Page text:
Techno-Optimism Meets Its Match
By Guy R. McPherson
16 November, 2010
According to the extremely conservative International Energy Agency (IEA), we’ve passed the world peak for conventional oil (in 2006, they say). In a stunning nod to reality, even the New York Times agrees. In a bizarre case of committee-style cognitive dissonance, the IEA follows up on the admission that peak oil has come and gone with the conclusion that energy will never limit economic growth. In short, World Energy Outlook 2010 is (1) characterized by questionable assumptions and major omissions, or (2) a cry for help. Maybe both.
Not that we should believe IEA about anything related to oil. This is the gang that promised an annual decline rate of 9.1% in conventional oil, beginning in 2009. We’re holding at a decline rate of about 3%, year over year, since early 2009.
Techno-optimists take note: It’ll take 131 years to replace oil. Not 130, and not 132, but 131. And we don’t have 4.9147 years left in the Age of Oil. That might prove problematic.
Taking a turn to the other side of the fossil-fuel coin, the IEA devastatingly projects global temperature will rise 3.5 degrees C by 2035. This prediction comes on the heels of increasingly dire projections, the latter of which all suggest habitat for humans will be gone from this planet by mid-century. I remain optimistic because none of these projections acknowledge physical limits on combustion of fossil fuels. That is, they fail to acknowledge the truly good news of economic collapse for our species and many others.
If we accept the IEA’s analysis and prediction, the few humans on the planet by 2035 won’t be worried about the price of air fare. We can only hope the projection for global temperature is based on the same kind of fuzzy logic used to conclude we’ve passed the world oil peak, then conclude we never will. Or we can hope the IEA is using climate change to justify economic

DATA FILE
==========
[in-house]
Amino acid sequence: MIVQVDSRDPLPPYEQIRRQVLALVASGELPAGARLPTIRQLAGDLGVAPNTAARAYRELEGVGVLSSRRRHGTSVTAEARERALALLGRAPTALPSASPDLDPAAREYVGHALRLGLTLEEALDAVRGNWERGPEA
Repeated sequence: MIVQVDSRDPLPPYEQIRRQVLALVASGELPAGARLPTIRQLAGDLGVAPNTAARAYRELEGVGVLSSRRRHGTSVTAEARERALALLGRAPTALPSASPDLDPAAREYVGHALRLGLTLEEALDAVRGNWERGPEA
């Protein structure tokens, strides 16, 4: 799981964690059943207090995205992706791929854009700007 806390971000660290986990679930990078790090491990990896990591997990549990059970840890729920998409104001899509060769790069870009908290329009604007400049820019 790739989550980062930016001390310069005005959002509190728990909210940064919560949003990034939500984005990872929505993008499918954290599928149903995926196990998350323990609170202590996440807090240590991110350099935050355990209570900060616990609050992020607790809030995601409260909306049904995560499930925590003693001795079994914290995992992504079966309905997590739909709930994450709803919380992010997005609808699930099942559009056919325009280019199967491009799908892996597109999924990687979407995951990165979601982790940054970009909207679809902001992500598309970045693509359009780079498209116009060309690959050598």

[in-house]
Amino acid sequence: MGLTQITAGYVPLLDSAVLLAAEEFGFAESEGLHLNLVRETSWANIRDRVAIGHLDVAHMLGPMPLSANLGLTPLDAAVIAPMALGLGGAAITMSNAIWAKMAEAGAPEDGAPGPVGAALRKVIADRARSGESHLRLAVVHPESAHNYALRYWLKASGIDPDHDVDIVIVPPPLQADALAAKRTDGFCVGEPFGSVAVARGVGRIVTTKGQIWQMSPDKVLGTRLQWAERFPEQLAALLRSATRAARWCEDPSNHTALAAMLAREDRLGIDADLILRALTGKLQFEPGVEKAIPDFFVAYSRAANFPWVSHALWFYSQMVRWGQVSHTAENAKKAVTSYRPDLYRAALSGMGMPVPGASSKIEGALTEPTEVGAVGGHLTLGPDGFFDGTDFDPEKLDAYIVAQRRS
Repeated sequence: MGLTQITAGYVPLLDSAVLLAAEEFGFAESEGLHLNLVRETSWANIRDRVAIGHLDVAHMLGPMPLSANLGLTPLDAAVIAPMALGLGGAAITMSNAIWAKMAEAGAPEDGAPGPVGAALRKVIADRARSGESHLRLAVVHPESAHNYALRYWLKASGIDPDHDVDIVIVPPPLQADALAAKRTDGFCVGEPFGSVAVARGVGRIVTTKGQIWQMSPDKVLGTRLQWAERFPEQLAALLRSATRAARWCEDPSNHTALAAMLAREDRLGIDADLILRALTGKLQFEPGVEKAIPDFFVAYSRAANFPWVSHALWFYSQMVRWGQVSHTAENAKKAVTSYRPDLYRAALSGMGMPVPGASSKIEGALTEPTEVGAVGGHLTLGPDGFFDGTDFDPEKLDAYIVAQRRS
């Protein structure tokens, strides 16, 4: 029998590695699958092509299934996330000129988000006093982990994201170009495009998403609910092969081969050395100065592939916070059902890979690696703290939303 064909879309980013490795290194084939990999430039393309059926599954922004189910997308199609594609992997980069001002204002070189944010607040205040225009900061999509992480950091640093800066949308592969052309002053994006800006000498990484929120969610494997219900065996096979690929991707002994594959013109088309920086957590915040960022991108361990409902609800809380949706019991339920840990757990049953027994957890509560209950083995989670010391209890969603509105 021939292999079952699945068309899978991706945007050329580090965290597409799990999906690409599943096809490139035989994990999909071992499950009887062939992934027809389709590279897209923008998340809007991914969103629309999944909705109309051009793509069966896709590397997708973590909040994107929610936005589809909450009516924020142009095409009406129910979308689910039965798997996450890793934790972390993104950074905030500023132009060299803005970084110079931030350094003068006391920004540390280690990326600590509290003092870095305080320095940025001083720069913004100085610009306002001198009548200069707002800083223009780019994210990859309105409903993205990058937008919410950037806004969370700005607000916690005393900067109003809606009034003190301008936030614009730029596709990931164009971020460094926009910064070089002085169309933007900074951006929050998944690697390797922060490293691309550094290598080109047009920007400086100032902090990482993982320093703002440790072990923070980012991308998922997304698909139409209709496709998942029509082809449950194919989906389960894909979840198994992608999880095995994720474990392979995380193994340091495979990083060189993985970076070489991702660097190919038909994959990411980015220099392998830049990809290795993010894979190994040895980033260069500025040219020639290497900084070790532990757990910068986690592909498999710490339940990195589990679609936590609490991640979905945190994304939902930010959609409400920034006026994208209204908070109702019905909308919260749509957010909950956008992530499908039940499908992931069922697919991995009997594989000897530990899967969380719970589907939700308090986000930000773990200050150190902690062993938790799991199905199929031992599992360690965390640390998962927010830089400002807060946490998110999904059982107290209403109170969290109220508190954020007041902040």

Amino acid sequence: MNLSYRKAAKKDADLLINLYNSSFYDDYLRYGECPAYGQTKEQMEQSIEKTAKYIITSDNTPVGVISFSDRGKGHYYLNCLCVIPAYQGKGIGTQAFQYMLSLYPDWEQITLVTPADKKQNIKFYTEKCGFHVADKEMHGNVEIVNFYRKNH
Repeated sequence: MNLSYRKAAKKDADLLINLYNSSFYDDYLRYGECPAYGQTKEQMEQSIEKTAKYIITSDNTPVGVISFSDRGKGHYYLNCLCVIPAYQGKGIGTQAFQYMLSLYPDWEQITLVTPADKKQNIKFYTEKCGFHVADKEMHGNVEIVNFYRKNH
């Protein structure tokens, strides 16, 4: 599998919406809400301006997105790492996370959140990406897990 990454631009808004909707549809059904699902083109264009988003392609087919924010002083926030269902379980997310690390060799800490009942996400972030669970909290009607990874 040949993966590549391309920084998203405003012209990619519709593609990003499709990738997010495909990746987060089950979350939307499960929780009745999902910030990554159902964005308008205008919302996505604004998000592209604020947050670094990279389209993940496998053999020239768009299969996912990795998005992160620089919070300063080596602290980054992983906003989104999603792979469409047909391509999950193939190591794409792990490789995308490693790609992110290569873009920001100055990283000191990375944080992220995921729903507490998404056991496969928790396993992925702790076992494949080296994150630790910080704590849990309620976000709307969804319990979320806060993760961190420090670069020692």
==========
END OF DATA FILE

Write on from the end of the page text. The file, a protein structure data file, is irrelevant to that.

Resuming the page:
collapse contraction. I suspect we’ll see a lot of this type of argument in the coming months, as the world’s industrial economy goes up in flames.
Just when you thought the
Great Recession Great Bank Robbery was over, it turns out the courts are helping the banks steal money from homeowners. No surprise there, of course: Civilization is properly defined as the transfer of fiat currency from those who have little of it to those who have a lot. And there is nobody more civilized than Bernanke and Obama, as indicated by the way they spend print money on bank executives instead of us “little” people. If you have a sense of humor about the economic apocalypse, check out the video below, bearing in mind that if you can laugh at yourself, and you can laugh at the apocalypse, then you’ll never run out of material.
Fortunately, regardless of the lies by the likes of Geithner, Bernanke, and Obama, the days of fiat currency are just about behind us as collapse of the industrial economy nears completion. Ireland is the new Greece, but the U.S. is dogging both countries on the path to insolvency. Historian Niall Ferguson describes one plausible outcome here. Regardless of the details, soon — and perhaps soon enough, though only time will tell — we’ll be using Federal Reserve Notes as toilet paper or fire-starter, which will be handy when we can’t find either product at the grocery store.
The American Dream, which is based on never-ending economic growth, is over. Change is coming, and it’s not the peaceful kind. But it’s bound to be better than living in country governed by war criminals who are adorned with Nobel Peace prizes.
The TechnoMessiah has met Reality. As with the Federal Reserve’s money-printing vs. the secular bear market, there can be only one winner. I’m betting on Reality, in a rout.
Guy R. McPherson is Profesor Emeritus at the University of Arizona. Educated in the ecology and management of natural resources, his early scholarly efforts produced many publications of little lasting importance. In mid-career, he began to focus on development and creative application of ecological theory, primarily with an eye toward conservation of biological diversity. Currently, his scholarly efforts focus on social criticism, with results that appear most frequently on newspaper op-ed pages. In addition, he facilitates research by students and he prepares synthetic documents focused on articulation of the links between (1) environmental protection, social justice, and the human economy and (2) science and its application. These efforts have produced more than 100 scholarly papers and nine books.
In 2009 at the height of a productive career, McPherson left the university to prepare for collapse. He now lives in an off-grid, straw-bale house where he puts into practice his lifelong interest in sustainable living via organic gardening, raising small animals for eggs and milk, and working with members of his rural community. He Blogs at http://guymcpherson.com
Guy R. McPherson, Professor Emeritus
University of Arizona
School of Natural Resources & the Environment and
Department of Ecology & Evolutionary Biology
Biological Sciences East 325
Tucson, Arizona 85721